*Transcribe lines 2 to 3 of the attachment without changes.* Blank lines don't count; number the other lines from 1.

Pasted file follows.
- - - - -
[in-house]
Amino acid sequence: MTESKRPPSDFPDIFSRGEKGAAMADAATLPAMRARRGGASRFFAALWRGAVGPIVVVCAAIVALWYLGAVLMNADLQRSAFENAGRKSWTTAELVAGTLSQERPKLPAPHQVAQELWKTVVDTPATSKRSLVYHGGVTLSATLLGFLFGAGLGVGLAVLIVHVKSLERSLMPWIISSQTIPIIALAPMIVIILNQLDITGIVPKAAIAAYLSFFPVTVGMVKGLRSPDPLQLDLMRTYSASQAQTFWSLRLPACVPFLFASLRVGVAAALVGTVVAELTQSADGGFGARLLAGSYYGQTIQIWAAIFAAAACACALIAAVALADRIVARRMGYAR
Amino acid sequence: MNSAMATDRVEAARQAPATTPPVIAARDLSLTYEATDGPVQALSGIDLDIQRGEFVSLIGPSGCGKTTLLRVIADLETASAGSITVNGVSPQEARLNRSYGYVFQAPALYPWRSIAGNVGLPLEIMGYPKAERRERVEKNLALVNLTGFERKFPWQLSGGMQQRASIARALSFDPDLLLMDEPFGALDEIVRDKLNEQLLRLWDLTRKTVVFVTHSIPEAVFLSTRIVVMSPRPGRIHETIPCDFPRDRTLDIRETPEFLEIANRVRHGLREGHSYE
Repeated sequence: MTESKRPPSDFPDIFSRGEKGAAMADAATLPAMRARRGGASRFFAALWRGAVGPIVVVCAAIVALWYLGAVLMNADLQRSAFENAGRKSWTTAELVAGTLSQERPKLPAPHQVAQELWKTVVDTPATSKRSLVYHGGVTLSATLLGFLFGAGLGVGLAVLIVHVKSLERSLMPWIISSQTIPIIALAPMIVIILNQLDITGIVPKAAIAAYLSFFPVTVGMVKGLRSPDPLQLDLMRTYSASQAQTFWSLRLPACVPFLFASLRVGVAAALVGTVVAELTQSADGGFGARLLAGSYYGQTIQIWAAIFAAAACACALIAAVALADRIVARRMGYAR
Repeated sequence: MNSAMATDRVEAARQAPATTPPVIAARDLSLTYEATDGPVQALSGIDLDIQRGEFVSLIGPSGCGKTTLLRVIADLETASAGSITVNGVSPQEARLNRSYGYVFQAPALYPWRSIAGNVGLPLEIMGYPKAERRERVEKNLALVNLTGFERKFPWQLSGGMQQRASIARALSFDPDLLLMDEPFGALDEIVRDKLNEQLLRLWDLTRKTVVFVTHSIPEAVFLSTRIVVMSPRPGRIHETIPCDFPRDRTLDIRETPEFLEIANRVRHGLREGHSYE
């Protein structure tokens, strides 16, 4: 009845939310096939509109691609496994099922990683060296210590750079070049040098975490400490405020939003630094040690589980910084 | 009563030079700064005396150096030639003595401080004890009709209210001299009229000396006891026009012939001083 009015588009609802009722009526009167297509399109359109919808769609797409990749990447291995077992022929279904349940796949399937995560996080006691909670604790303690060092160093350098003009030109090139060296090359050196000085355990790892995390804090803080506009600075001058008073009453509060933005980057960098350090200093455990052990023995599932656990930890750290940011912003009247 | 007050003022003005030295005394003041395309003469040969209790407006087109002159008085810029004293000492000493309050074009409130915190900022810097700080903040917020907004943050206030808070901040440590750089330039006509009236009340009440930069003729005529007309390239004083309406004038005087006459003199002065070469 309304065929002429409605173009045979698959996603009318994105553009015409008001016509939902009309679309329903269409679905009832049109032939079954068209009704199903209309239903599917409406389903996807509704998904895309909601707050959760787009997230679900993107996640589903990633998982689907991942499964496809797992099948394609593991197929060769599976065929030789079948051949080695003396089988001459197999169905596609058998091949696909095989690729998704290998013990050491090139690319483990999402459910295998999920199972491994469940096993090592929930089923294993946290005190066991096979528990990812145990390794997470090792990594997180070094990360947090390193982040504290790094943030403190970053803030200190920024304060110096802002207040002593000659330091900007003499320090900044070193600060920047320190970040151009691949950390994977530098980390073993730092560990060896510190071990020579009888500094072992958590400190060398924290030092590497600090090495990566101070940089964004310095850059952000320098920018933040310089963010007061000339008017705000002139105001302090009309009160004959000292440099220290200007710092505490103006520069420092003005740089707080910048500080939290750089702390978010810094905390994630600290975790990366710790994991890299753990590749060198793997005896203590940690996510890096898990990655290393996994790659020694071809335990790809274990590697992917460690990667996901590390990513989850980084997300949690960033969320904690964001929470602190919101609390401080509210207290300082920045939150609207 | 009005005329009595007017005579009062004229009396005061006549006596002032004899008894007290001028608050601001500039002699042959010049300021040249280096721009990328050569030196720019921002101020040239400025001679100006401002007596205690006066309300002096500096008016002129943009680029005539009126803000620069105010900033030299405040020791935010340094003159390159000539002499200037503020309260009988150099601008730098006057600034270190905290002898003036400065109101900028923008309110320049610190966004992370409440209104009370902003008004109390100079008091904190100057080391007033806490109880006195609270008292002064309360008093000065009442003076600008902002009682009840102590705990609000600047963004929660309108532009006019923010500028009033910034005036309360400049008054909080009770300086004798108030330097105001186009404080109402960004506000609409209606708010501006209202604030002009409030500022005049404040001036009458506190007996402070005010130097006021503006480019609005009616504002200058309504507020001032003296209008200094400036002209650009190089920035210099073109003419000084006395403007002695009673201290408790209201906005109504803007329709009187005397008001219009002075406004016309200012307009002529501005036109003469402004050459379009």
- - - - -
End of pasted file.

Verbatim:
Amino acid sequence: MTESKRPPSDFPDIFSRGEKGAAMADAATLPAMRARRGGASRFFAALWRGAVGPIVVVCAAIVALWYLGAVLMNADLQRSAFENAGRKSWTTAELVAGTLSQERPKLPAPHQVAQELWKTVVDTPATSKRSLVYHGGVTLSATLLGFLFGAGLGVGLAVLIVHVKSLERSLMPWIISSQTIPIIALAPMIVIILNQLDITGIVPKAAIAAYLSFFPVTVGMVKGLRSPDPLQLDLMRTYSASQAQTFWSLRLPACVPFLFASLRVGVAAALVGTVVAELTQSADGGFGARLLAGSYYGQTIQIWAAIFAAAACACALIAAVALADRIVARRMGYAR
Amino acid sequence: MNSAMATDRVEAARQAPATTPPVIAARDLSLTYEATDGPVQALSGIDLDIQRGEFVSLIGPSGCGKTTLLRVIADLETASAGSITVNGVSPQEARLNRSYGYVFQAPALYPWRSIAGNVGLPLEIMGYPKAERRERVEKNLALVNLTGFERKFPWQLSGGMQQRASIARALSFDPDLLLMDEPFGALDEIVRDKLNEQLLRLWDLTRKTVVFVTHSIPEAVFLSTRIVVMSPRPGRIHETIPCDFPRDRTLDIRETPEFLEIANRVRHGLREGHSYE